With the NFL Scouting Combine on the immediate horizon, NFL Network's Mike Mayock took to the phone lines Tuesday to help preview this year's crop of incoming NFL talent. With a record 97 underclassmen entering the fray this year, Mayock said this year's draft is as impressive as he's seen in a long time.
"This is probably the deepest and best draft class that I've seen in 14 years," Mayock said on a conference call with NFL reporters. "That's been reinforced by most of the general managers and scouts that I've talked to throughout the league. I had one GM tell me the other day that having a top-20 pick this year is very similar to having a top-10 pick last year. I think there's more depth. I think there are certain positions that are stacked this year. You can get a quality player through three or four rounds."
With much of the focus on the emerging Eagles offense last season, the performance of a once-underachieving defense went unnoticed by some. But after the team spent three of its first four picks in last year's draft addressing the offense, there stands the possibility that the Eagles will turn their focus to the defense early and often this time around.
"I thought their defensive coordinator and their defensive staff did a phenomenal job last year because they had a group of guys that they just signed off the street as free agents and that defense went from very much a below-average defense to a playoff defense by the end of the season, without a lot of talent," Mayock said. "So I think Billy Davis and his guys did an excellent job. Now, when you go from there, now what? Well, (defensive tackle) Bennie Logan was a good pick last year. I think they're solid in that front-three area. They've got to get another edge guy. (Linebacker) Trent Cole had a heck of a year. He's a tough guy, he's getting a little bit older. (Linebacker) Connor Barwin is solid. But they need an edge guy at some point in this draft, in my opinion. And then on the back end, I think that's really the biggest need of this defense. They need people everywhere. I love (cornerback Brandon) Boykin, but I think he's best inside. They need a safety or two. They need a corner or two. I think they need to really concentrate on the back and on an edge rusher."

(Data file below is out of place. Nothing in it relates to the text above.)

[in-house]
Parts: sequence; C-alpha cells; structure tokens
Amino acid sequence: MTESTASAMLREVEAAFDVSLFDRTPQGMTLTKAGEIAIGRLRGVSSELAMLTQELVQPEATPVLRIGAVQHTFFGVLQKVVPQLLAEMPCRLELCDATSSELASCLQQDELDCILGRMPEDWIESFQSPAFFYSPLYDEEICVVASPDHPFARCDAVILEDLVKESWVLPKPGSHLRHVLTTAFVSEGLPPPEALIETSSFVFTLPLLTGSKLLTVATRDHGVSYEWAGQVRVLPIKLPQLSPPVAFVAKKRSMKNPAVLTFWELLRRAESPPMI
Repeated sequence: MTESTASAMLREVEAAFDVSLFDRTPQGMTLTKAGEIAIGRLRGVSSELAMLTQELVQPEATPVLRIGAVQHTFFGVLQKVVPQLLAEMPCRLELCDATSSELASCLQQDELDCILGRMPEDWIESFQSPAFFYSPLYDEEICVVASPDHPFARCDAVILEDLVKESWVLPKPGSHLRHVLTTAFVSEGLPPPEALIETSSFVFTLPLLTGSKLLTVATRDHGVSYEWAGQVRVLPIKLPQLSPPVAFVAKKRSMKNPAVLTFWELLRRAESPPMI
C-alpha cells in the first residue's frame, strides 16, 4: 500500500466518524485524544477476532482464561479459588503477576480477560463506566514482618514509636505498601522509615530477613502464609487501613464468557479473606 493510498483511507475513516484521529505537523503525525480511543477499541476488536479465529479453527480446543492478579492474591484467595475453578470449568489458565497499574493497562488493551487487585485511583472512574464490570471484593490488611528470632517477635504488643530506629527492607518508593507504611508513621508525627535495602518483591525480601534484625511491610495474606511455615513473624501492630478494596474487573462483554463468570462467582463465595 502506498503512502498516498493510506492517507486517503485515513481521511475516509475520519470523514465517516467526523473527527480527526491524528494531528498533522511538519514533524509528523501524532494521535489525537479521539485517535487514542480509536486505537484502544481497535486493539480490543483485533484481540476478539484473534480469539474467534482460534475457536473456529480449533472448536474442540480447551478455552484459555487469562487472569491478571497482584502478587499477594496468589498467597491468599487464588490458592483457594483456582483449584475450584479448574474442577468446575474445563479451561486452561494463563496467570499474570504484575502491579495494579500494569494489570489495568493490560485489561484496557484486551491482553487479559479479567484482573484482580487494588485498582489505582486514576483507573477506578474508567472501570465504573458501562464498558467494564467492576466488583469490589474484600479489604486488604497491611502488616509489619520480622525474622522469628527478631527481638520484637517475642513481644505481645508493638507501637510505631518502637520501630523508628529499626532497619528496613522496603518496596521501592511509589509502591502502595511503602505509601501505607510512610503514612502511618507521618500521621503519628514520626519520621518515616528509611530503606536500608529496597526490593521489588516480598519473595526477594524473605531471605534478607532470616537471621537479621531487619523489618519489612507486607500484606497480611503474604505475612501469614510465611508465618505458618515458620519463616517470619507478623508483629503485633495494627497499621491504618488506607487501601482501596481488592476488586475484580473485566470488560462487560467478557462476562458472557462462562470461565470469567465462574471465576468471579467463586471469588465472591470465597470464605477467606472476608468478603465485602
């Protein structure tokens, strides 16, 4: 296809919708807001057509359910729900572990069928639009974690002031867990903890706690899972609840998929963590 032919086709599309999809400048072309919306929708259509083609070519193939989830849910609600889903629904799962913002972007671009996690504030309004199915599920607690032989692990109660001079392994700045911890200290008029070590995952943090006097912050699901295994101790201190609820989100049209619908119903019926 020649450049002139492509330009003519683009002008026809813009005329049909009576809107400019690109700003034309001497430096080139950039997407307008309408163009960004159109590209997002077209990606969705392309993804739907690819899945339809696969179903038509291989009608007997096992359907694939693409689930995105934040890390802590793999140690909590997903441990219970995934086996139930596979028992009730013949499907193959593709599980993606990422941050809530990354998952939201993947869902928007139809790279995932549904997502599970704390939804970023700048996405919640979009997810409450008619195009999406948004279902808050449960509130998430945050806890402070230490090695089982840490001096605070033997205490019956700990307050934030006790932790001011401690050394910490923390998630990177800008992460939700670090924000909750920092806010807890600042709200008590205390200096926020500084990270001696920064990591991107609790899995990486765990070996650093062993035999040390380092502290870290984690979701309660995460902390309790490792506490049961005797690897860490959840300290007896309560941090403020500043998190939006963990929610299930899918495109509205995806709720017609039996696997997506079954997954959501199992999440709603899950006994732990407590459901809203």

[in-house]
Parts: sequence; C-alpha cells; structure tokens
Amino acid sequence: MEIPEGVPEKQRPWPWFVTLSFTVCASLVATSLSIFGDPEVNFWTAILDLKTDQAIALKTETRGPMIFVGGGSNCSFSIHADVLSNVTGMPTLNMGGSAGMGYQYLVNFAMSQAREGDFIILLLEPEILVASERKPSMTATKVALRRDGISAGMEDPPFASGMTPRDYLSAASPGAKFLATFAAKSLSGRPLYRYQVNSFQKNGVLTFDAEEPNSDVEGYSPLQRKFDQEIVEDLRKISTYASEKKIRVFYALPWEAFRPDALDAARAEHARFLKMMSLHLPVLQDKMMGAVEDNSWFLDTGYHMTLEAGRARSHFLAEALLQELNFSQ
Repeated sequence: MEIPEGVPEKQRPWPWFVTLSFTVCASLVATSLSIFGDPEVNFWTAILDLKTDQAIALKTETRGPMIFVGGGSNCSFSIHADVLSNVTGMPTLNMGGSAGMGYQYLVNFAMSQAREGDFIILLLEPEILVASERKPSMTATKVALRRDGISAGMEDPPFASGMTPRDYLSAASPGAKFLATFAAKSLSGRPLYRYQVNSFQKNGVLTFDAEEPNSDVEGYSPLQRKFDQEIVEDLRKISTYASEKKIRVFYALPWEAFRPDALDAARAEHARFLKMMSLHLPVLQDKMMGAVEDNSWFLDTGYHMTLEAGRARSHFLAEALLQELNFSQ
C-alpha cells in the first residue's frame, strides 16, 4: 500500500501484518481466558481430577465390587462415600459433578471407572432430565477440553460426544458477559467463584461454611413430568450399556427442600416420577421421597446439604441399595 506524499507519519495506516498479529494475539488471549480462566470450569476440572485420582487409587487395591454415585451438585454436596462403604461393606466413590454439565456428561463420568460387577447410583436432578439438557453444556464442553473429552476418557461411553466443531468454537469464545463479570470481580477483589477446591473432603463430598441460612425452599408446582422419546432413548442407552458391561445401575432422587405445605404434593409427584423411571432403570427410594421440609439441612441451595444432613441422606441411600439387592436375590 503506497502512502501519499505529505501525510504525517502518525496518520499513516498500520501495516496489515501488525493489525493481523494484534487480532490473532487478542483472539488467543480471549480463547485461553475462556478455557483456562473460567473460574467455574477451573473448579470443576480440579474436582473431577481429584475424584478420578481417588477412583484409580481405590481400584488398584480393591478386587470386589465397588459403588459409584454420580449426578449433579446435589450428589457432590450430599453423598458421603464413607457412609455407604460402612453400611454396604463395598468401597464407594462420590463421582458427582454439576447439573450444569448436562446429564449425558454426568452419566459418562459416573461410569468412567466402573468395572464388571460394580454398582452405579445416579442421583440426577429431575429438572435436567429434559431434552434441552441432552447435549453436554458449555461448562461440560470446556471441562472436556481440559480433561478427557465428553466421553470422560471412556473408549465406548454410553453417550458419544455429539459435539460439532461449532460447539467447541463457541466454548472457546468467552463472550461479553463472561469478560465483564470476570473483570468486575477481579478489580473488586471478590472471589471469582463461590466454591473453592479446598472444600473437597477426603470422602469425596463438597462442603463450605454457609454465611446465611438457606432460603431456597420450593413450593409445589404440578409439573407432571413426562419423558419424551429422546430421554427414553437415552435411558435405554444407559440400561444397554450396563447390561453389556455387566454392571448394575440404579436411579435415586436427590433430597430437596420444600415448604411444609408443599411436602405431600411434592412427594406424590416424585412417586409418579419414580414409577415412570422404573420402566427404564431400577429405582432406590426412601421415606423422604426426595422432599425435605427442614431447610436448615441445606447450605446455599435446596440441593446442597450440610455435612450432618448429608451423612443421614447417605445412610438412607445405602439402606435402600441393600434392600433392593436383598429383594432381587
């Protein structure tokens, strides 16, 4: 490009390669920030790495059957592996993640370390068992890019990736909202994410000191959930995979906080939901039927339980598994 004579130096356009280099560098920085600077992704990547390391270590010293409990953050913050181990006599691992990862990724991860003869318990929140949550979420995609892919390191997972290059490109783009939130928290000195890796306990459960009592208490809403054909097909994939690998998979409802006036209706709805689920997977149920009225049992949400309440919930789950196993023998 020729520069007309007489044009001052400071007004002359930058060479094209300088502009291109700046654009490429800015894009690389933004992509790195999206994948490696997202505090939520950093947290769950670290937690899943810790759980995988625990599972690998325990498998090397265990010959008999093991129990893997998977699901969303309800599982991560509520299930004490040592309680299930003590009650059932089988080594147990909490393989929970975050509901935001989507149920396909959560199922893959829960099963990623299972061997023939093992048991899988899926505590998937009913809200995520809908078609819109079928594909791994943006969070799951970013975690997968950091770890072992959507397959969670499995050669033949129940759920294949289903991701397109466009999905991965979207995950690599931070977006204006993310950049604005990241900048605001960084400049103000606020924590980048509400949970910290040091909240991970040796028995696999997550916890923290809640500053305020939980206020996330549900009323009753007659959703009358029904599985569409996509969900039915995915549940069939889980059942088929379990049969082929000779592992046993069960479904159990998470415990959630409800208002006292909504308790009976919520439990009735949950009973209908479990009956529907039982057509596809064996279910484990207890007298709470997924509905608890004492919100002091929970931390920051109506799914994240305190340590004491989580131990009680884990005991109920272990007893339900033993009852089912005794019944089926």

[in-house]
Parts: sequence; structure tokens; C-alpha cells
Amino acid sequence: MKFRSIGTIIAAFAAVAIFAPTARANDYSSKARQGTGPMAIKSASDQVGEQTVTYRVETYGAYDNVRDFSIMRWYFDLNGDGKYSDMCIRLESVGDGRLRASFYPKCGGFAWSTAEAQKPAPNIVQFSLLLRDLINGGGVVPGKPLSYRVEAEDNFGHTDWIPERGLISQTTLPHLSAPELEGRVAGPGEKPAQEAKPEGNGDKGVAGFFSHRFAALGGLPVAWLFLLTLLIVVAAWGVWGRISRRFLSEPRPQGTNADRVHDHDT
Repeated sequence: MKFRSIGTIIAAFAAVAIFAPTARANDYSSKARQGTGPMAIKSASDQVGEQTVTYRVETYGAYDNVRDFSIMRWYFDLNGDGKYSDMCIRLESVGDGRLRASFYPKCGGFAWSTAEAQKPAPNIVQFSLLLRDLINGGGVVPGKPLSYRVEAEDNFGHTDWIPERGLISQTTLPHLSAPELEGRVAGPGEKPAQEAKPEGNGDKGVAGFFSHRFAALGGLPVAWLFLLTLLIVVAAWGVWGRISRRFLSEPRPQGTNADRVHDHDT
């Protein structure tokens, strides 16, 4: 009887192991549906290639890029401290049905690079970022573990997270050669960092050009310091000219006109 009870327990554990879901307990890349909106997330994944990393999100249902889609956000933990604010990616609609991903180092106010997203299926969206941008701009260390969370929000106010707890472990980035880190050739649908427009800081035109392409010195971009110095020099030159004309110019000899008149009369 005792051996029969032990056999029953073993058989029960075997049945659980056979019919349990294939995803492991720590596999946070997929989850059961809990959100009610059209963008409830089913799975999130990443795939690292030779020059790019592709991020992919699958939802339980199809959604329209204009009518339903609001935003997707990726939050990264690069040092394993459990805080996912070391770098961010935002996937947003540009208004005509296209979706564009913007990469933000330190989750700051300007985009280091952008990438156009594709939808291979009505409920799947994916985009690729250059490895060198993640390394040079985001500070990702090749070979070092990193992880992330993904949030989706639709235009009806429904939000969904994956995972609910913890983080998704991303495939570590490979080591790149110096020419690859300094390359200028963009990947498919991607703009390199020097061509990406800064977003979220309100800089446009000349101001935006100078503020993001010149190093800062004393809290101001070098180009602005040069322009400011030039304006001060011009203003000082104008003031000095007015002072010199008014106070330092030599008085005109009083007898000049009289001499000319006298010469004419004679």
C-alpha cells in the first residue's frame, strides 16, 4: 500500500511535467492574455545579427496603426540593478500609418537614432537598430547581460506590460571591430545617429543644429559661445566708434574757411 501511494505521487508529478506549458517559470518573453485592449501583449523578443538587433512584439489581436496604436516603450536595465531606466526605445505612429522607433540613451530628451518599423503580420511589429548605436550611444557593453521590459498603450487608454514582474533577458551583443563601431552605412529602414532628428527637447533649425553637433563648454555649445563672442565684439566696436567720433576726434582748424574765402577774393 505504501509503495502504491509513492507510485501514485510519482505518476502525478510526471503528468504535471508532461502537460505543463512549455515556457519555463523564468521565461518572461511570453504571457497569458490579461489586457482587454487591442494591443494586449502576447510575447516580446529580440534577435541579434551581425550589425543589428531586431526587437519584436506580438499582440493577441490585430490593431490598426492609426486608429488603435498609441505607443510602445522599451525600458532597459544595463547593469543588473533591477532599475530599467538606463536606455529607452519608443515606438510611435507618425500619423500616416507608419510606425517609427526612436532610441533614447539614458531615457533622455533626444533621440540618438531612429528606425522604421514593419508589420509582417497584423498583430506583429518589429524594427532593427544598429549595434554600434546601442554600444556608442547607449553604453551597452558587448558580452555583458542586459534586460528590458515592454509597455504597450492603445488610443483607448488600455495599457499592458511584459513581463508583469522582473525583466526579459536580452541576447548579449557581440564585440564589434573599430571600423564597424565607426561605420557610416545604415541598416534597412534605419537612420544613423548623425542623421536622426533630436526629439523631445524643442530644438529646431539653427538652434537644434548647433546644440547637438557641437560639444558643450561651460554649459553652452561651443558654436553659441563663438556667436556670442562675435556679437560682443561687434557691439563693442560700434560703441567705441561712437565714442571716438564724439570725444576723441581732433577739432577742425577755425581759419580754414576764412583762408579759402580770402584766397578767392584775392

As for those specific potential areas of need, Mayock addressed the potential fits at No. 22, when the Eagles will select in the first round. Buffalo's Khalil Mack and UCLA's Anthony Barr are considered to be the premier 3-4 outside linebackers in the draft (Jadeveon Clowney notwithstanding), but Mayock would be surprised if either were available for the Eagles.
"I think Mack's a top-10 player. I actually think he's a top-five player," Mayock said. "I think Barr's got considerable upside and will be off the board before the Eagles pick. The one guy who's kind of interesting, and it might be a little bit high, is Dee Ford from Auburn. He's kind of that edge-rush guy. He doesn't have as much length as you might like and he might be more comparable to Bruce Irvin, who, remember, Seattle took at No. 15 two years ago. But he's a guy with some real edge burst and he's a guy who would fit what the Eagles do."
Meanwhile, at safety, there are two early frontrunners to be first-round picks: Calvin Pryor of Louisville and Hasean (Ha-Ha) Clinton-Dix of Alabama.
"I would have no problem with any team taking any one of them (10th overall)," Mayock said. "They're different flavors. To me, Calvin Pryor is like a bigger, stronger Bob Sanders. He flies around, he hits people, he explodes everywhere. I think he's better in the box than he is on the back end, and that may be just because of the way that Louisville asked him to play. Clinton-Dix, on the other hand, has better range. I think he's more of a deep-half guy. He tackles well. He can invert into the box. I think he's a complete player. Both of those guys, I wouldn't even blink if they went at No. 10, but it depends on what flavor you're looking for because they are different type players."
After Pryor and Clinton-Dix, Mayock says there are also plenty of safety options in the middle of the draft.
"Deone Bucanon from Washington State is probably a third-round guy," Mayock said. "Terrence Brooks from Florida State, third round. Ed Reynolds from Stanford is a third- or fourth-round free safety. They're three guys that I like. One of my favorite safeties from this draft is Jimmie Ward from Northern Illinois, but I'm not sure he's getting out of the second round."
If this year's draft is indeed as loaded as Mayock says, then the Eagles' espoused change in draft philosophy is sure to serve them well. The last two drafts, which imported the likes of Fletcher Cox, Mychal Kendricks, Nick Foles, Brandon Boykin, Lane Johnson, Zach Ertz and Bennie Logan, among others, marked a shifting of the guard to "best player available." In the years prior, the front office admittedly placed more emphasis on positions of need.
"I don't think it's one or the other," Mayock said. "I think it's a common sense approach to ... let's say we're picking in the second round at No. 46. You're picking at a number, you know what your team needs are and you know what your board says as far as the next best player available on your board. If you're picking 46th and the 21st-best player on your board is still sitting there, yet you've got a player at a position of need that's ranked 47th, I think you're crazy if you don't get the guy that's ranked 21st. You're just diluting your overall team talent. I think some teams still subscribe to best player available at a position of need and I think that's what the Eagles used to be, and I think you get in trouble there."
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